Some like to scan for the final appearence, personally I try to get as close a match to the original out of the scanner (just exposure adjustment through analog gain). I also use Digital ICE when the film is compatible - it's saved thousands of hours for me.

    From my experience with my drumscanner, Silverfast HDR mode is essentially a raw scan - you can set it up so you get the raw bits from the scanner into your scan. This means linear domain and you absolutely must profile the scanner for this to work. This is what I did for my drum scanner.

    Not sure what the "ScanScience stuff" is - anti-Newton glass? The 8000/9000 holders are hopeless in terms of film flatness with MF film so that might be worth trying.

    I got a glass carrier (869G?) in which I replaced the bottom glass with anti-reflective coated glass. This really helps against newton rings but does not completely eliminate them. The top glass seems to be AN-glass, but in mine it was mounted the wrong way, with the glossy side down. Weird. In the end I gutted one holder and made a wetmount holder out of it - scans are now as good as they can get. I think I might have mentioned that earlier in this or some other thread.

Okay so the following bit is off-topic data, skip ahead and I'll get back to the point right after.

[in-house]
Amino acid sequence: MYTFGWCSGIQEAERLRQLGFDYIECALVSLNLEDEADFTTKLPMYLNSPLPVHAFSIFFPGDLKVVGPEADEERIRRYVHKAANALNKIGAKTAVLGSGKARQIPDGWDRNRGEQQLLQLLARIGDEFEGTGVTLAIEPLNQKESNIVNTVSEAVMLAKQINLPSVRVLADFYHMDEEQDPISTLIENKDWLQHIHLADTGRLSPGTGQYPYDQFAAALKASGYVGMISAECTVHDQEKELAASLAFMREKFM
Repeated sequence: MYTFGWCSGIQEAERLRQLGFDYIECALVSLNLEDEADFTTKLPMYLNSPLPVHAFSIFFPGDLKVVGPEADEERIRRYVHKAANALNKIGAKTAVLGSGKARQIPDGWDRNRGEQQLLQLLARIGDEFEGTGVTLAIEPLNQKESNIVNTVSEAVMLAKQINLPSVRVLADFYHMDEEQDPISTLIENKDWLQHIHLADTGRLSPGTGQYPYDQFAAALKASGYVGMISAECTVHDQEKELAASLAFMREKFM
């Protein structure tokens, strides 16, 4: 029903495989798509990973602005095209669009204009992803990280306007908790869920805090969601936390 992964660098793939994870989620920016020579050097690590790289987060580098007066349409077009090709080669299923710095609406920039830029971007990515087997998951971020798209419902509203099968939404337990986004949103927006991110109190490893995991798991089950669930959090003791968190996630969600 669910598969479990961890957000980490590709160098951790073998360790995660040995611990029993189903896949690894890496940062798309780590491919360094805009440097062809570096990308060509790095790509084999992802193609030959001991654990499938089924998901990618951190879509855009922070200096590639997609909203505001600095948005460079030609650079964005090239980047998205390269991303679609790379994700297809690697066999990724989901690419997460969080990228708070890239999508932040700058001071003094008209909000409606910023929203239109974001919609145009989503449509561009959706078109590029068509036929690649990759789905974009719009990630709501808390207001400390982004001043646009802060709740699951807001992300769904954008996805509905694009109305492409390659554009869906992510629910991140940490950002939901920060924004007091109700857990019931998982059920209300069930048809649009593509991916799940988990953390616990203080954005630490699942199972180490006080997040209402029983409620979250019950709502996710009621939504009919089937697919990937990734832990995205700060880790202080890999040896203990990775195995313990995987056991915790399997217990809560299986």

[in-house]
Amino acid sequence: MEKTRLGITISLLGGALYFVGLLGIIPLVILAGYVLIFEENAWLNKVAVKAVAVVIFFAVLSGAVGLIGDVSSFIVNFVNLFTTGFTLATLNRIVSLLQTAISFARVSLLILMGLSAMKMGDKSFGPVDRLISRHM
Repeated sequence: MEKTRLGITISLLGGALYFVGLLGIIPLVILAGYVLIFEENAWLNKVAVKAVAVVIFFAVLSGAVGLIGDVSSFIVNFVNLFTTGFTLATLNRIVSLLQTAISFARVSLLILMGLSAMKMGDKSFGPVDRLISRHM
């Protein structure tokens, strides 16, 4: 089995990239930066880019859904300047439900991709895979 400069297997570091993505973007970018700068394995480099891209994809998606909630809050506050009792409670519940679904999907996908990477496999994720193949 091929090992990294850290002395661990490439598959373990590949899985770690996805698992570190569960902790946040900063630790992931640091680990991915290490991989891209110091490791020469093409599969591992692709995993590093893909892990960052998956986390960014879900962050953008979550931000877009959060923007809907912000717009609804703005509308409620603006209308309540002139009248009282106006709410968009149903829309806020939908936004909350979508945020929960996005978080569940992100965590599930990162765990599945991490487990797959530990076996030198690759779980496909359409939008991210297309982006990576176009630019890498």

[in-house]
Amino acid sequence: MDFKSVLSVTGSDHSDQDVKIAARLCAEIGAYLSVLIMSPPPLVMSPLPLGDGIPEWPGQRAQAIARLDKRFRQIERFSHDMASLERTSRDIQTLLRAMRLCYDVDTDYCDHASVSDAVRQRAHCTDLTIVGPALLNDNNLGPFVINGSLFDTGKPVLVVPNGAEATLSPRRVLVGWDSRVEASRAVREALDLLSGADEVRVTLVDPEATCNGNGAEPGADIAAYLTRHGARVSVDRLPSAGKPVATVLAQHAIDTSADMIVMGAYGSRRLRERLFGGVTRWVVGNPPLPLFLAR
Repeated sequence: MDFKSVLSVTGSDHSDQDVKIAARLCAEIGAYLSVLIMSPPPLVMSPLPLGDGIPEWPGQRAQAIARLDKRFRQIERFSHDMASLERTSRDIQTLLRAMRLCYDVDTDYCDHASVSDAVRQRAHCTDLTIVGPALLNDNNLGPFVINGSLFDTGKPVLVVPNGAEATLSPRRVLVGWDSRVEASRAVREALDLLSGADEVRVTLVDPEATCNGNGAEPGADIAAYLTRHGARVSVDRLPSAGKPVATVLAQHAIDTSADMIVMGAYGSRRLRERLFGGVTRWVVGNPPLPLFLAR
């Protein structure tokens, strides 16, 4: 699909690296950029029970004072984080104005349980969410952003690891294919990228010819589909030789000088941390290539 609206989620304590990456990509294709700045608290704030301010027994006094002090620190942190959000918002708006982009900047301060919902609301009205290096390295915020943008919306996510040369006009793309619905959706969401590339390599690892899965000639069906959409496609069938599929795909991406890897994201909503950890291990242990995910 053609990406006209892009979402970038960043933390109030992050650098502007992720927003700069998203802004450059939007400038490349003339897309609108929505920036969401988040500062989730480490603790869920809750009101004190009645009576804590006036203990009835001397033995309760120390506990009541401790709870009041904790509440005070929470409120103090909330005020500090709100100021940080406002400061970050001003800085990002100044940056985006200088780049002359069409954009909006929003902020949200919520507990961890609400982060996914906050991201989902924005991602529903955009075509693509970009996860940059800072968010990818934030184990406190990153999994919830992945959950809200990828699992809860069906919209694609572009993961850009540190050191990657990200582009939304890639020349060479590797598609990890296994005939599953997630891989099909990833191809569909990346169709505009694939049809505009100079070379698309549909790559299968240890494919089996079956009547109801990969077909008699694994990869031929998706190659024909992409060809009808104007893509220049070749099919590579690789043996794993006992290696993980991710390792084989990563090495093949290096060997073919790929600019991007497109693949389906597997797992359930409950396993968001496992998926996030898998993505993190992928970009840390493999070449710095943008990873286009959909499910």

Monochrome: http://mochro.com

  19. #19
    tetsrfun
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    Re: Nikon 9000 scanning question

    Thanks for the helpful suggestions. I have had the 9000ED for just a few days so I have a long way to go. The MF holder is nearly worthless and I removed the film holders and converted it to my wet-mount holder. The Nikon "glass" holder arrived this PM and seems to be a big improvement but not quite to the quality of the few wet-mount scans that I have done.

    There seem to be so any variables to film processing and scanning that I could end up out in the "weeds" with this stuff. I think that the best approach for now is to select a few films/developers and scanning protocols and learn the basics.

    "Not sure what the "ScanScience stuff" is .."

    http://www.scanscience.com/index.html

    Steve

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    Senior Member viablex1's Avatar
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    Re: Nikon 9000 scanning question